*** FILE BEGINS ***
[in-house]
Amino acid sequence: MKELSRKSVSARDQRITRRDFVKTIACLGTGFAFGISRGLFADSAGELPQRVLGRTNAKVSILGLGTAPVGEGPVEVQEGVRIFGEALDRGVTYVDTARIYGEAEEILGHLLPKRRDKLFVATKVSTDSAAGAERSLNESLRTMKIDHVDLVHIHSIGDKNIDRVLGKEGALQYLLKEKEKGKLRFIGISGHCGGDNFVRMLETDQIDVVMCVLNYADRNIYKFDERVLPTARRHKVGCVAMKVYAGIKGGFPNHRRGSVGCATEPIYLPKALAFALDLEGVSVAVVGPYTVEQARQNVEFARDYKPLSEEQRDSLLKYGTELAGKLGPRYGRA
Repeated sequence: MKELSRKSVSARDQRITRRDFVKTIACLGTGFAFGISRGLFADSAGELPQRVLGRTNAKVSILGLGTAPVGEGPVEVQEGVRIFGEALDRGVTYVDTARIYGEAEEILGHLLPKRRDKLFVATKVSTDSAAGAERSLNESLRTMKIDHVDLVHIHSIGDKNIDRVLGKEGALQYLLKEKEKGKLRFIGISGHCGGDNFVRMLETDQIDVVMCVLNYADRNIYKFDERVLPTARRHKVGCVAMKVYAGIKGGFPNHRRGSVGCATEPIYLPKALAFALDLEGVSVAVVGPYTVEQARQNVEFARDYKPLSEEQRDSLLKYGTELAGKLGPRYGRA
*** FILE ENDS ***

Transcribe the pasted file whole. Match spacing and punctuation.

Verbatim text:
[in-house]
Amino acid sequence: MKELSRKSVSARDQRITRRDFVKTIACLGTGFAFGISRGLFADSAGELPQRVLGRTNAKVSILGLGTAPVGEGPVEVQEGVRIFGEALDRGVTYVDTARIYGEAEEILGHLLPKRRDKLFVATKVSTDSAAGAERSLNESLRTMKIDHVDLVHIHSIGDKNIDRVLGKEGALQYLLKEKEKGKLRFIGISGHCGGDNFVRMLETDQIDVVMCVLNYADRNIYKFDERVLPTARRHKVGCVAMKVYAGIKGGFPNHRRGSVGCATEPIYLPKALAFALDLEGVSVAVVGPYTVEQARQNVEFARDYKPLSEEQRDSLLKYGTELAGKLGPRYGRA
Repeated sequence: MKELSRKSVSARDQRITRRDFVKTIACLGTGFAFGISRGLFADSAGELPQRVLGRTNAKVSILGLGTAPVGEGPVEVQEGVRIFGEALDRGVTYVDTARIYGEAEEILGHLLPKRRDKLFVATKVSTDSAAGAERSLNESLRTMKIDHVDLVHIHSIGDKNIDRVLGKEGALQYLLKEKEKGKLRFIGISGHCGGDNFVRMLETDQIDVVMCVLNYADRNIYKFDERVLPTARRHKVGCVAMKVYAGIKGGFPNHRRGSVGCATEPIYLPKALAFALDLEGVSVAVVGPYTVEQARQNVEFARDYKPLSEEQRDSLLKYGTELAGKLGPRYGRA